Indapamide can increase calcium in the blood, if you take calcium, vitamin D supplements, or antacids that contain calcium, you may need your calcium levels monitored closely.

Drink plenty of fluids while taking indapamide to help prevent dehydration from fluid loss (unless your healthcare provider instructs you otherwise).

Be aware that indapamide could cause an increase in sun sensitivity. Avoid tanning booths and sunlamps and limit your exposure to direct sun while taking indapamide.


A contraindication is a specific situation in which a drug, treatment, or procedure should not be administered because it has a high potential to cause harm. Contraindications for indapamide include:

  • A known allergy to indapamide or to other drugs derived from sulfonamide: These include Bactrim or Septra (trimethoprim and sulfamethoxazole).
  • Pregnancy or breastfeeding: The safety of indapamide has not been established in people who are pregnant or breastfeeding.
  • Pediatrics: The safe use of indapamide has not been established in children.
  • Hypotension (low blood pressure): Indapamide can potentiate symptoms of orthostatic hypotension, increasing the risk of falls, particularly for elderly people. Any type of condition involving low blood pressure should be corrected before indapamide is given, including hypovolemia (low blood volume levels).
  • Syncope (fainting caused by a reduction of blood flow to the brain): Indapamide can worsen symptoms of syncope, which can pose an increase in the risk of falls, particularly in elderly people. 
  • Post endoscopic thoracic sympathectomy (ETS): This surgical procedure removes part of the sympathetic nerve. It is done for conditions such as hyperhidrosis or facial blushing. In post-ETS patients, indapamide’s antihypertensive effects may be enhanced, causing the blood pressure to be too low.
  • Kidney disease: Studies have found that thiazides are ineffective in the late stage of kidney failure (such as stage 4 chronic kidney failure). Indapamide may result in hypovolemia (low blood volume) that could precipitate kidney damage in people with kidney disease.
  • Oliguria/anuria: Low urine output/no urine output may be a sign of kidney dysfunction. Those with oliguria or anuria should not take diuretics until the underlying cause of low urine output is treated and remedied.
  • Gout: Gout involves high levels of uric acid in the blood that then form uric acid crystals in joints. Indapamide causes an increase in blood urate (uric acid) concentrations. Therefore it should be used with extreme caution, if at all, in those with a history of gout or hyperuricemia.
  • Electrolyte imbalances: Any electrolyte imbalances must be corrected before indapamide is given. Careful monitoring of electrolytes is important during the duration of treatment with thiazides.

Other Thiazide Diuretics

Other drugs which are considered thiazide diuretics include:

  • Diuril (chlorothiazide)
  • Hygroton (chlorthalidone)
  • Esidrix, HydroDiuril, Microzide (hydrochlorothiazide)


Indapamide tablets are available containing 1.25 milligrams (mg) or 2.5 mg of indapamide.

High Blood Pressure

The average starting dosage of indapamide for high blood pressure is 1.25 mg one time per day. Studies show that severe hyponatremia does not occur when the dose is 1.25 mg daily.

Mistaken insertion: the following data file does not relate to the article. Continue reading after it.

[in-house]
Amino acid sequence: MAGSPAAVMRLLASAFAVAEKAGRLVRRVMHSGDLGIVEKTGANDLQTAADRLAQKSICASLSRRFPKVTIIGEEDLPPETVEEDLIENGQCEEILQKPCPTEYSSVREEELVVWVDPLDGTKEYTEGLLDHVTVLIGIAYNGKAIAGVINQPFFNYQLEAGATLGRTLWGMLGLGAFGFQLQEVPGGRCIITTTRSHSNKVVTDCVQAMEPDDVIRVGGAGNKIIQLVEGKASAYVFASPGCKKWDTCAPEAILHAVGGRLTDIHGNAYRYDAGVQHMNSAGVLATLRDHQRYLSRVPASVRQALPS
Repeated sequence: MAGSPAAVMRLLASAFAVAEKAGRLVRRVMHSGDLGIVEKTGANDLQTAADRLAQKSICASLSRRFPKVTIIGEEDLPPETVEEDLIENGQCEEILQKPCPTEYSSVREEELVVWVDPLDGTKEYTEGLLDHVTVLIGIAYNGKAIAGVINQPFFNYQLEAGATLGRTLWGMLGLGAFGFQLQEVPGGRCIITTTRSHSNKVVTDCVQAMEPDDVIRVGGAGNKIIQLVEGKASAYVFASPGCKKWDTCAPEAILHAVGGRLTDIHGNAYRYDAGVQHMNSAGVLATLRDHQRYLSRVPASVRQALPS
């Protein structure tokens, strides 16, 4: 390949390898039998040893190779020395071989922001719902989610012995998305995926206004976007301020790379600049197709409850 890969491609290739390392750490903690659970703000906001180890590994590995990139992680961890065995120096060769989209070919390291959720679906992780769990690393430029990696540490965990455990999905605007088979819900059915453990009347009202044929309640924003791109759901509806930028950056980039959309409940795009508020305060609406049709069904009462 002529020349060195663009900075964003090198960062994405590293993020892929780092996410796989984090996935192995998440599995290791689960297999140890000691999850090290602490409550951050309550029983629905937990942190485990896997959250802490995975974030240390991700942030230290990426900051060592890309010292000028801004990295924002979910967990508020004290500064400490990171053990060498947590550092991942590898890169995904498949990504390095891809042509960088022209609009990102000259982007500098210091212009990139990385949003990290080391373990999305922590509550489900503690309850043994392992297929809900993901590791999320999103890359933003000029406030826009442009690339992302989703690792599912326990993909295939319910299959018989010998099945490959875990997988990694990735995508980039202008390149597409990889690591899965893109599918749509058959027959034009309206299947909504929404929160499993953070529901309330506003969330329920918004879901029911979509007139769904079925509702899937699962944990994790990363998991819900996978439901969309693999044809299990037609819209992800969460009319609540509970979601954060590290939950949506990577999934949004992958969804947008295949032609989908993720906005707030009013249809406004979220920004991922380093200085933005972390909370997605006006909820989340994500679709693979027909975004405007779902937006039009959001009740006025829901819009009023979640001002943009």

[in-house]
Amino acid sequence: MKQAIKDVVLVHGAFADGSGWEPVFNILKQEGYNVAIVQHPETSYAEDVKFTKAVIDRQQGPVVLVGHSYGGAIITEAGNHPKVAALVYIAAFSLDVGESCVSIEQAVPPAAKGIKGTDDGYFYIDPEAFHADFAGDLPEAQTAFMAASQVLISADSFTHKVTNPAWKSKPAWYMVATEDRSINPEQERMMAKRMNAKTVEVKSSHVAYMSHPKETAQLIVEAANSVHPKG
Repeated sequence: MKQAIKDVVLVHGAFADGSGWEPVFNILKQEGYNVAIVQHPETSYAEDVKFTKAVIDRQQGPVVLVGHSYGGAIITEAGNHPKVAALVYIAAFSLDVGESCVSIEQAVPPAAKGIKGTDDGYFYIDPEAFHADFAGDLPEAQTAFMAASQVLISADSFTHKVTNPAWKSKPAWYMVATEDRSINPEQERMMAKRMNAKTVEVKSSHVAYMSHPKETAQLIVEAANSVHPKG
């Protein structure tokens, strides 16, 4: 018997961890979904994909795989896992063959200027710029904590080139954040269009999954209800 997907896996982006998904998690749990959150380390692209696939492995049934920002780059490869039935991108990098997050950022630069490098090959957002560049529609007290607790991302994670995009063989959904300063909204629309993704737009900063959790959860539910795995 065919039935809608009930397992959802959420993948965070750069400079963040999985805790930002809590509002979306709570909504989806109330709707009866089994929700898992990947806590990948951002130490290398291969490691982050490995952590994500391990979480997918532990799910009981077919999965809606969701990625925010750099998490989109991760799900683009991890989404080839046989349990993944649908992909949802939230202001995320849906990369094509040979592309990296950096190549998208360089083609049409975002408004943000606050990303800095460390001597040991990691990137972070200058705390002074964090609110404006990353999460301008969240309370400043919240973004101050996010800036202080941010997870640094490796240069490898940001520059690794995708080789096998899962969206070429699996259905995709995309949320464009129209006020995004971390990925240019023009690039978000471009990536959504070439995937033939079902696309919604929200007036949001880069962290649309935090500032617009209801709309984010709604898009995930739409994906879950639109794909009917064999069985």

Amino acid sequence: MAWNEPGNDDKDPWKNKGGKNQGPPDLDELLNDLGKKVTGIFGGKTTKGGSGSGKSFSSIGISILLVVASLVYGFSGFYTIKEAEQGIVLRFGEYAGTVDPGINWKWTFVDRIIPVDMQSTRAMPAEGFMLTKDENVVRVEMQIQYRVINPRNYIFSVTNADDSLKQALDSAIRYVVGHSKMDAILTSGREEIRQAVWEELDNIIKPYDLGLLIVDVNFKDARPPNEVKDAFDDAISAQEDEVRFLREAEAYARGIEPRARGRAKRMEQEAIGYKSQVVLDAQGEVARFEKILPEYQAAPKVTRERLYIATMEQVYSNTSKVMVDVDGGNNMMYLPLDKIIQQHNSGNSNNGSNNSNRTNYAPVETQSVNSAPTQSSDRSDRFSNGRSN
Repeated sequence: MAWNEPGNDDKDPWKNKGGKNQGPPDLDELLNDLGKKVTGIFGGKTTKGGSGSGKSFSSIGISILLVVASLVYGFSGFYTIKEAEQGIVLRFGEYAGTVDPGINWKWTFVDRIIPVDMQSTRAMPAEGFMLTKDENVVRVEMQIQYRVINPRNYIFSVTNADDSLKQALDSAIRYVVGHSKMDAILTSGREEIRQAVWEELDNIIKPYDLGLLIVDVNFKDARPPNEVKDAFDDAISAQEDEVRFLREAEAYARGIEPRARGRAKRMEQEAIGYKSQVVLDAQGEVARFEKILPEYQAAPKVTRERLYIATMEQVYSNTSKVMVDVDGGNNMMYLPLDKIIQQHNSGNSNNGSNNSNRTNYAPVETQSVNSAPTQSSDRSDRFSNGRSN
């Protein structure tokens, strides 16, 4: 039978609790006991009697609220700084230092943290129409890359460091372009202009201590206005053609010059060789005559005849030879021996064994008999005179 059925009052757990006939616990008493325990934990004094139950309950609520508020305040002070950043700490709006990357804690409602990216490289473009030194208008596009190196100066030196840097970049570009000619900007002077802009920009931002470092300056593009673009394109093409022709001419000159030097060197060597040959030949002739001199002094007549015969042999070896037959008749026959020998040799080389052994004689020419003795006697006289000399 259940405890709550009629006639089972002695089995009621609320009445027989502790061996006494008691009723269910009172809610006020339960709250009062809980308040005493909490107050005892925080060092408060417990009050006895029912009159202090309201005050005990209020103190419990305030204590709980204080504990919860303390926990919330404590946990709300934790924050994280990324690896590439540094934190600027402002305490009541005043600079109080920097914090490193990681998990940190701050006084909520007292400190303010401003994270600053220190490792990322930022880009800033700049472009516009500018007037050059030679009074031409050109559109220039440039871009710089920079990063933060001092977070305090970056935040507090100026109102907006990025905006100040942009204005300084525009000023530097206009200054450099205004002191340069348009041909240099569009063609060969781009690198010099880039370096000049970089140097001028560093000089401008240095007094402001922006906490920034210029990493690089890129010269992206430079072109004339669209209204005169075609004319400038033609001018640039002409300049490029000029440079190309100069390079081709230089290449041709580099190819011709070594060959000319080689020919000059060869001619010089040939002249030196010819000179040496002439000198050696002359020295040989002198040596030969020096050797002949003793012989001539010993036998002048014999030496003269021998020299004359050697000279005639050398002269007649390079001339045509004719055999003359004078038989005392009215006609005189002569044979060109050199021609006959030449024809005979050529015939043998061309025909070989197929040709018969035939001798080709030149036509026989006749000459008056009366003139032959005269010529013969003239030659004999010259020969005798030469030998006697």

The risk of hyponatremia increases as the dose is raised to 2.5 to 5 mg per day. Therefore, the starting dose should be 1.25 mg and the dosage should be kept at the lowest possible dose.

If a dosage of 1.25 mg per day is not working to lower the blood pressure within the normal range after four weeks, the dose may be increased to 2.5 mg once per day.

If the dosage of 2.5 mg is not effective, adding another antihypertensive medication should be considered, but, a dosage of 5.0 mg, once per day could be given. Dosages of more than 5 mg per day of indapamide have not been studied enough to prove safety or efficacy.

Edema from Congestive Heart Failure

For adults with edema from congestive heart failure, the starting dose of indapamide is 2.5 mg as a single dose to be taken each morning. After a week, if the response is not satisfactory, the dosage can be raised to 5 mg per day, in a single dosage, taken each morning.


If indapamide is ineffective for the treatment of high blood pressure, it may be combined with other antihypertensive drugs, but very close monitoring of the blood pressure is required. The normal dosage of the second antihypertensive agent should be lowered by 50%, during the initial combination drug treatment, according to the product label.

How to Take and Store

Indapamide is an oral (by mouth) tablet that is usually ordered once per day, in the morning. It can be taken with or without food. Follow the directions on the label, exactly as they are written.

Be sure to talk to your healthcare provider or pharmacist if you don’t understand any part of the label’s instruction. Take the medication exactly as prescribed.

Do not stop taking indapamide abruptly without consulting with the prescribing healthcare provider. The medication controls your blood pressure while you are taking it, but it doesn’t cure hypertension (high blood pressure). Even if you feel completely cured, you should not stop taking your medication.

If you miss a dose, take it as soon as you remember; but if it’s close to the next time a dose is due (such as the next morning for most people who take indapamide once a day), do not double up to make up for the dose you missed. Doubling up on the medication could cause severe and dangerous side effects.